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5 years ago

FuB wrote:
Alfonso Bedoya wrote: You don't replace microbes... they breed on their own... in healthy soil...
Yes, that's what I said above. A colony will adjust its size to availability of food.
Alfonso Bedoya wrote:this isn't even debated... it's just accepted, and the answer is, we need more science... more chemical, more genetic modification...
I wasn't intending to debate this with you. I was genuinely interested in reading the available information for myself and I thank Steggo for appreciating this.

Where I currently live, we are surrounded by fields and I get to watch modern agricultural practices literally the other side of the fence around our garden. I remember, as a kid, being taught that farmers rotate crops over a four year cycle with one of those years being a fallow year. It's taken me to actually have agriculture right on my doorstep to see that this isn't even remotely true. Farmers here seem to plant the same maize crop every year and only change that if the market is better for something else, like soya for instance.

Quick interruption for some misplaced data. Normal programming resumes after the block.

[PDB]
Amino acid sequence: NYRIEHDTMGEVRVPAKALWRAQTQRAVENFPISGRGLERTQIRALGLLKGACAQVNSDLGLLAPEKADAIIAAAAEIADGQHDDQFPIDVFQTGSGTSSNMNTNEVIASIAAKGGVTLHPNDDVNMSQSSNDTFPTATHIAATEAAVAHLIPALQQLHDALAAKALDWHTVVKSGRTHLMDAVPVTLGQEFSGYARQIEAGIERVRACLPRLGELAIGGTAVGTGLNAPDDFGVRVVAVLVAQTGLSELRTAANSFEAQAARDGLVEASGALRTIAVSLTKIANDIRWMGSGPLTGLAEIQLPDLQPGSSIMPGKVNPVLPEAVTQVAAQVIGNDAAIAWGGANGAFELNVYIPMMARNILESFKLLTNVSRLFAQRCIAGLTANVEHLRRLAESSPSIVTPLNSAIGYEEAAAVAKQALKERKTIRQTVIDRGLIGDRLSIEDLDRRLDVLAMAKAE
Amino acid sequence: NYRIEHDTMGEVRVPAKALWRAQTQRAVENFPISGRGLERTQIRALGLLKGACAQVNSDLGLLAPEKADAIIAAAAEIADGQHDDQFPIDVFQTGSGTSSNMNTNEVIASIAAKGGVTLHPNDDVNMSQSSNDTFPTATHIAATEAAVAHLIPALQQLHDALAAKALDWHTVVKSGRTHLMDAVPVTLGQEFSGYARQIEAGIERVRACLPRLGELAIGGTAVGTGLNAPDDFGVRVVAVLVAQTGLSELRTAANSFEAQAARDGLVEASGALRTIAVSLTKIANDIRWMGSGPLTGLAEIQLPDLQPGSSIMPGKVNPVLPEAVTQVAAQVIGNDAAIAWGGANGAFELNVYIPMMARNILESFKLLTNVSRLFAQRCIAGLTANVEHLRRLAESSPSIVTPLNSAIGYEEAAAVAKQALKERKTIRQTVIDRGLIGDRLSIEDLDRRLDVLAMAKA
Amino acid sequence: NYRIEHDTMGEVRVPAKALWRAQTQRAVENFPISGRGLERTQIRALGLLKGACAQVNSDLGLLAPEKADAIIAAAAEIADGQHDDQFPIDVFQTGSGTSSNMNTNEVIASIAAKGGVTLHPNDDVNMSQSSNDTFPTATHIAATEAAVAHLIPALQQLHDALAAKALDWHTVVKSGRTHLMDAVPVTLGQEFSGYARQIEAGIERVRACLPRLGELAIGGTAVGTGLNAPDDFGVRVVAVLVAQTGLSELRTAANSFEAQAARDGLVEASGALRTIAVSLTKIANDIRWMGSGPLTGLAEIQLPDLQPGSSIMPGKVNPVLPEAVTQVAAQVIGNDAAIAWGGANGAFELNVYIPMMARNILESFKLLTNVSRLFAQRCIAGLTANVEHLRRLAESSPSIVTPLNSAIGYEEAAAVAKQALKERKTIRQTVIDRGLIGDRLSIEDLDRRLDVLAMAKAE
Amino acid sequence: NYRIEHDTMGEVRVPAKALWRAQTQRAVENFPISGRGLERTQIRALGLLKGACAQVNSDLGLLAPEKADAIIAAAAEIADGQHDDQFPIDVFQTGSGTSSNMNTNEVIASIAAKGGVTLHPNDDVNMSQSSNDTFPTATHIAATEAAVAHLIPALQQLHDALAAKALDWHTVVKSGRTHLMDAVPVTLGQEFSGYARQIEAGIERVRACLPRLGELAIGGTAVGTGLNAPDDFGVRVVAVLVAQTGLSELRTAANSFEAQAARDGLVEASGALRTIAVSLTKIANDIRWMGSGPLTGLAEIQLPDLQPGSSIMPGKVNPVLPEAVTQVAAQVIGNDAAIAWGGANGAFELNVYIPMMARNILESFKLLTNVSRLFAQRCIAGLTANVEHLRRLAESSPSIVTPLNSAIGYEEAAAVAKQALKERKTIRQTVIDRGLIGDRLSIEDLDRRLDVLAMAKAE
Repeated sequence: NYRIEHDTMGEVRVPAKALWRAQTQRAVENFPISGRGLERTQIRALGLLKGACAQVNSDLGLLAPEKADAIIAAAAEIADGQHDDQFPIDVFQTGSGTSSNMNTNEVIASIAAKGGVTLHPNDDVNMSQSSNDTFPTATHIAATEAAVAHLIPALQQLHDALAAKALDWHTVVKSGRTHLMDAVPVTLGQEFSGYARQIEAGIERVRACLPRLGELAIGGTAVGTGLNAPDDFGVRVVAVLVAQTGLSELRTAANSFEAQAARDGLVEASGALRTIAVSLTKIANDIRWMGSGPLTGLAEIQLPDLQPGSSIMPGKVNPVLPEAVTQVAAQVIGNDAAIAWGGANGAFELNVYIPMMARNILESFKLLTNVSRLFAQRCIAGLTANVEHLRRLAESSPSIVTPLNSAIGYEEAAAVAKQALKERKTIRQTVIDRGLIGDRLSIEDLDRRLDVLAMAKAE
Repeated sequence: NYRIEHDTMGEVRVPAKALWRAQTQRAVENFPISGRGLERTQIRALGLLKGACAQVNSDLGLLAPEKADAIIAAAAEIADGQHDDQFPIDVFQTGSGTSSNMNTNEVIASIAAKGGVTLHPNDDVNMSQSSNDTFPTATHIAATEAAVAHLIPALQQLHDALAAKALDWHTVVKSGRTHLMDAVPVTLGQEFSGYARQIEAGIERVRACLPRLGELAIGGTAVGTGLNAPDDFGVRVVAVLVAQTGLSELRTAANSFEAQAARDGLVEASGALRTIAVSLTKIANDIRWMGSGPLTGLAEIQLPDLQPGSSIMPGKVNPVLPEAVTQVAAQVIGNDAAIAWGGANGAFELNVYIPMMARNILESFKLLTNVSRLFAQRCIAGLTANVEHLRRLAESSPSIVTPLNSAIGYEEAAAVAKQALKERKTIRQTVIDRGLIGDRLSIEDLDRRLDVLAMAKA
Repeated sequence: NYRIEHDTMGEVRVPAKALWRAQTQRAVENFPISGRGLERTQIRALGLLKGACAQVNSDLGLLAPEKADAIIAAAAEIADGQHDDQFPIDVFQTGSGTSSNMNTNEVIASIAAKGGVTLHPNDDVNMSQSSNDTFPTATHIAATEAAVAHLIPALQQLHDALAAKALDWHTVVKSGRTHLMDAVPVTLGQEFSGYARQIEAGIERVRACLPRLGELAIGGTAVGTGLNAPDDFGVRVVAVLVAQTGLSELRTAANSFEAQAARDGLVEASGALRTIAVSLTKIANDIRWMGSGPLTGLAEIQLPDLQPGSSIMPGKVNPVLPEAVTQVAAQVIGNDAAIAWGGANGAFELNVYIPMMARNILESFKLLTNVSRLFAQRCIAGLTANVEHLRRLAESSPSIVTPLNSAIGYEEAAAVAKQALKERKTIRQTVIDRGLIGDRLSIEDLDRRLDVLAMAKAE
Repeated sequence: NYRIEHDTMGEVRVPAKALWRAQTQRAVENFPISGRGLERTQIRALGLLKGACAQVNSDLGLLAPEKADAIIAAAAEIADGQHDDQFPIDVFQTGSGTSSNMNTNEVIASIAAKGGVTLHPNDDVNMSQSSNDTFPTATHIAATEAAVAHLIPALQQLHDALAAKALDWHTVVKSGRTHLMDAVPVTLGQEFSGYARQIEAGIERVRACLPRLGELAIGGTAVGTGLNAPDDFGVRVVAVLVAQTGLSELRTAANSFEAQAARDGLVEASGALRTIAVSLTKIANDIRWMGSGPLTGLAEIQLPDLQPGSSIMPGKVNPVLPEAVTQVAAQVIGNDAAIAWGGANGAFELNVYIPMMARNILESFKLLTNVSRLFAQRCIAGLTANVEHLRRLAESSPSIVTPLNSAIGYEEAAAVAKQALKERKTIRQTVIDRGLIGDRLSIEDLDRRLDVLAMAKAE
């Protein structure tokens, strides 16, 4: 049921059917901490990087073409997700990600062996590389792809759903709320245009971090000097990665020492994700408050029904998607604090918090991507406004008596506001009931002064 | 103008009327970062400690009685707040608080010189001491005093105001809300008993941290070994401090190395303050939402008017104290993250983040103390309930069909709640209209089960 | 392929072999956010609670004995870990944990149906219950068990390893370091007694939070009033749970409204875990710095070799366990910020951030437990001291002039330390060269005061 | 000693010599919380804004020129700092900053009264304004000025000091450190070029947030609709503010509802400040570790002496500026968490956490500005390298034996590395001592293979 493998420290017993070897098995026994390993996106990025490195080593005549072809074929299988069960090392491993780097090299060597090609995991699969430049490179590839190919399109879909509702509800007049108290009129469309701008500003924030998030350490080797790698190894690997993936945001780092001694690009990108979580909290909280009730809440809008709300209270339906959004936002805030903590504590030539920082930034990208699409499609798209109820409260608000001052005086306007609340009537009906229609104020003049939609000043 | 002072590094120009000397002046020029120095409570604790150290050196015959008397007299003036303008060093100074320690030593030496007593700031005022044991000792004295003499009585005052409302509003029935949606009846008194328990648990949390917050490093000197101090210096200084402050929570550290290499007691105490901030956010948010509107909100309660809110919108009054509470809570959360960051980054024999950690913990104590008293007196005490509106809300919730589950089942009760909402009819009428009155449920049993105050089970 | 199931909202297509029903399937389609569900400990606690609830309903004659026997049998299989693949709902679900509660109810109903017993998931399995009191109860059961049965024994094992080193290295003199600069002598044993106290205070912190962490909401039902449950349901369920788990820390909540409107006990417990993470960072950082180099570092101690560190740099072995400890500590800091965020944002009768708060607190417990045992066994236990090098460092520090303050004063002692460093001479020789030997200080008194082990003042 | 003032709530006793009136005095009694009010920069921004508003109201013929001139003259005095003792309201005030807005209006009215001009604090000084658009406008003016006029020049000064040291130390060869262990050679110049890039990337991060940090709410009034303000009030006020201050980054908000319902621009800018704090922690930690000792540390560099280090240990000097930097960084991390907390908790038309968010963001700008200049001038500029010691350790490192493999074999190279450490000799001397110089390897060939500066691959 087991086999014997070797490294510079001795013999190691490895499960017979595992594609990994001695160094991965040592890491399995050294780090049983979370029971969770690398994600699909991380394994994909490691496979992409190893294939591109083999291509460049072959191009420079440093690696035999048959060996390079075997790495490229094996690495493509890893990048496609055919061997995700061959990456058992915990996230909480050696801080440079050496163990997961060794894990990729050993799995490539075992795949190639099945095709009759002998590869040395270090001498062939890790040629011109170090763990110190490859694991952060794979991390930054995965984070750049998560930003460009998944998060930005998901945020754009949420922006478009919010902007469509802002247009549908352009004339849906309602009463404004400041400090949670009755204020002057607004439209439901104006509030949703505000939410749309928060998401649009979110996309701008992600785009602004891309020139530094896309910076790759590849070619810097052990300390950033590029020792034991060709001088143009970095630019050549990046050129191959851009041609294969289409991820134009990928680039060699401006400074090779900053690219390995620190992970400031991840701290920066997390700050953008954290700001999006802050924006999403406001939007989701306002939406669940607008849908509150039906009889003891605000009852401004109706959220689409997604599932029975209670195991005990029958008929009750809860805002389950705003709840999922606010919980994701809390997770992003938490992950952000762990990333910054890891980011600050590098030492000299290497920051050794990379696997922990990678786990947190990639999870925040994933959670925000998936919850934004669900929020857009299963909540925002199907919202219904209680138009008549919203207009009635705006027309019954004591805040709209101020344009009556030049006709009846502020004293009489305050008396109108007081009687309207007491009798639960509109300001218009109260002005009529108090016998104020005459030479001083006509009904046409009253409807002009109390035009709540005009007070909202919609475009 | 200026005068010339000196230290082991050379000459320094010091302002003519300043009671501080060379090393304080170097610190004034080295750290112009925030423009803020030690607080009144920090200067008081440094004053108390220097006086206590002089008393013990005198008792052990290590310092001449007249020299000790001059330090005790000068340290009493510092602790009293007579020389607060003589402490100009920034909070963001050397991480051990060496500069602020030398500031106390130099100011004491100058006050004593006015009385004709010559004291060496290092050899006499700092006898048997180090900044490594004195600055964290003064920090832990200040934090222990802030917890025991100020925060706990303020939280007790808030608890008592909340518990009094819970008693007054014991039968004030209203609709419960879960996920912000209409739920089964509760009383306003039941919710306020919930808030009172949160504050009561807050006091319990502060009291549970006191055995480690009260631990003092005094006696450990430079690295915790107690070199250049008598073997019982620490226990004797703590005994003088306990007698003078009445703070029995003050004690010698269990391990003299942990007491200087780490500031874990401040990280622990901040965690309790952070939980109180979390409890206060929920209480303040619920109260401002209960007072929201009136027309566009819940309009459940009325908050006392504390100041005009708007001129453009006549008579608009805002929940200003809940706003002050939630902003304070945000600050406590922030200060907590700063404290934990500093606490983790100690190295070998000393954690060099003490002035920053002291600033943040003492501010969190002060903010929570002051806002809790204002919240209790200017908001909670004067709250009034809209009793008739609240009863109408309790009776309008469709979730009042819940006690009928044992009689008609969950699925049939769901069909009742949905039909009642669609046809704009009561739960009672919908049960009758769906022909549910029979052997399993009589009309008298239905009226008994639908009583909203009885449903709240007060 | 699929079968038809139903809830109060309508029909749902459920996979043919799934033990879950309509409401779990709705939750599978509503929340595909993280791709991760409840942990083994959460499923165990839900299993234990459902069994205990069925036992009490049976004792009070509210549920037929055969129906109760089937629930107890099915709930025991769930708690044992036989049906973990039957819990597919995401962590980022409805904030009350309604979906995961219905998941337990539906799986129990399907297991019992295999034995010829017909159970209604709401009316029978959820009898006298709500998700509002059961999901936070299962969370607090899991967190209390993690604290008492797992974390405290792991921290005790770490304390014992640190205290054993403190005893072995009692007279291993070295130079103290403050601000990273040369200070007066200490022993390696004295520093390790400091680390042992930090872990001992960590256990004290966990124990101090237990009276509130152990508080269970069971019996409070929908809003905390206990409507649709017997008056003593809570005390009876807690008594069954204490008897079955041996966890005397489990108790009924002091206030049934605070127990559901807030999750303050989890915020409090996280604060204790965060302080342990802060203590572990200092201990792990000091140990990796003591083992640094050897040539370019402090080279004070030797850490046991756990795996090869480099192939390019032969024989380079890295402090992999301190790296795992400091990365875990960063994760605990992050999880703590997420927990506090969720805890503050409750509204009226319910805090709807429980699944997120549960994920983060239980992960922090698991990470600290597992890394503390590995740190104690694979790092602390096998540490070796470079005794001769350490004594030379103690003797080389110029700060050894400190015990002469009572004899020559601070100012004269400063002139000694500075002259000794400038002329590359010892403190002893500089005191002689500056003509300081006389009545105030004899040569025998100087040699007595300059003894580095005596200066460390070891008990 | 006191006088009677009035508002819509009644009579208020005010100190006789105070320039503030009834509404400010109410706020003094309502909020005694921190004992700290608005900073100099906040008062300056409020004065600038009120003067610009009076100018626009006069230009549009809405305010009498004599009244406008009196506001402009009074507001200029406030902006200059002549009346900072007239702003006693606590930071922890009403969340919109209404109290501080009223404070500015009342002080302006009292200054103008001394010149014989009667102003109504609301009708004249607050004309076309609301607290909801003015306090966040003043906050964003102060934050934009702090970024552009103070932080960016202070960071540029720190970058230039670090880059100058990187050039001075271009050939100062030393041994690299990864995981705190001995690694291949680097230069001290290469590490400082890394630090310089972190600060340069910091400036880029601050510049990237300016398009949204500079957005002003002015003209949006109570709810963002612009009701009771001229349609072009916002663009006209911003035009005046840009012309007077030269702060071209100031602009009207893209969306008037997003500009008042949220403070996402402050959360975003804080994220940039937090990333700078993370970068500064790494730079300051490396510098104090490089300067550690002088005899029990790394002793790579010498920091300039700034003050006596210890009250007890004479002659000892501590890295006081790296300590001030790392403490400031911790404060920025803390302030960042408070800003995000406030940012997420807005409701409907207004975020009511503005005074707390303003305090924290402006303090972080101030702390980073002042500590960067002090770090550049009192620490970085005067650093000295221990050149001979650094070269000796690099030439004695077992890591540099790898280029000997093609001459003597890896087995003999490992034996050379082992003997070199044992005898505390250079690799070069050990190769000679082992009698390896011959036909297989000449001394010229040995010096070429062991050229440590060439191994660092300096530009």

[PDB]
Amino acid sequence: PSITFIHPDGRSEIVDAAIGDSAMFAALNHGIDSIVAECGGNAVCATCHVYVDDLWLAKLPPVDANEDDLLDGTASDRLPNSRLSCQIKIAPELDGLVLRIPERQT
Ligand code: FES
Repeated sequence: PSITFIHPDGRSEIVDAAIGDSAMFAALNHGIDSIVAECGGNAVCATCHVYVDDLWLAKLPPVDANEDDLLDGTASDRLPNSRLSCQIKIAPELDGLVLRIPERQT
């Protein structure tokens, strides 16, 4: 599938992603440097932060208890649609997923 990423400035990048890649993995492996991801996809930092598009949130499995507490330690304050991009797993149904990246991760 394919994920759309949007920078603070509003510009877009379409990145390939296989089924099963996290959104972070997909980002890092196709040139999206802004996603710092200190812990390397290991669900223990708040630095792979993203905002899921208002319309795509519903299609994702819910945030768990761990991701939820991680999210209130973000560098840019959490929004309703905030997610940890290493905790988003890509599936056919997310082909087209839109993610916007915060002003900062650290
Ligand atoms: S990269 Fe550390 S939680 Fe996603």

Having seen this, it comes as no surprise to me (even with my school level knowledge of agriculture) that this has to have a damaging effect on the soil environment. It's not something that's popped up to the top of my mind to go off and investigate further so I thank you for bringing it to mind now.
My apologies Mate... the way you asked, or perhaps the way I interpreted, I thought you were just fishing for an opportunity to challenge what I was saying... as if I was talking shit...